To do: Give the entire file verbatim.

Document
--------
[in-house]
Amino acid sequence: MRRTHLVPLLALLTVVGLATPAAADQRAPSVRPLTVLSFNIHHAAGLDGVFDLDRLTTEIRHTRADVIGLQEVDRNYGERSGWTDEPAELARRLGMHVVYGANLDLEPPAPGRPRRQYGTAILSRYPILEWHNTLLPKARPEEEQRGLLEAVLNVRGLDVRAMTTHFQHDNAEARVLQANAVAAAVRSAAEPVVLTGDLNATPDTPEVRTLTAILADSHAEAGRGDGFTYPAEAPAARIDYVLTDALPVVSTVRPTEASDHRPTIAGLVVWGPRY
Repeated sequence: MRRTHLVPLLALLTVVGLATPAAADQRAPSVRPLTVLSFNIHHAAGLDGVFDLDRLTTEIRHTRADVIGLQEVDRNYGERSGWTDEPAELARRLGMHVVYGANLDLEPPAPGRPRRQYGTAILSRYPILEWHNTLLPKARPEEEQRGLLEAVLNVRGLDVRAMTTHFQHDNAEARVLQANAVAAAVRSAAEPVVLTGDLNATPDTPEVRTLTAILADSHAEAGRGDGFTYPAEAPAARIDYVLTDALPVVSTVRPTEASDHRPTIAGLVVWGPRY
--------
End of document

[in-house]
Amino acid sequence: MRRTHLVPLLALLTVVGLATPAAADQRAPSVRPLTVLSFNIHHAAGLDGVFDLDRLTTEIRHTRADVIGLQEVDRNYGERSGWTDEPAELARRLGMHVVYGANLDLEPPAPGRPRRQYGTAILSRYPILEWHNTLLPKARPEEEQRGLLEAVLNVRGLDVRAMTTHFQHDNAEARVLQANAVAAAVRSAAEPVVLTGDLNATPDTPEVRTLTAILADSHAEAGRGDGFTYPAEAPAARIDYVLTDALPVVSTVRPTEASDHRPTIAGLVVWGPRY
Repeated sequence: MRRTHLVPLLALLTVVGLATPAAADQRAPSVRPLTVLSFNIHHAAGLDGVFDLDRLTTEIRHTRADVIGLQEVDRNYGERSGWTDEPAELARRLGMHVVYGANLDLEPPAPGRPRRQYGTAILSRYPILEWHNTLLPKARPEEEQRGLLEAVLNVRGLDVRAMTTHFQHDNAEARVLQANAVAAAVRSAAEPVVLTGDLNATPDTPEVRTLTAILADSHAEAGRGDGFTYPAEAPAARIDYVLTDALPVVSTVRPTEASDHRPTIAGLVVWGPRY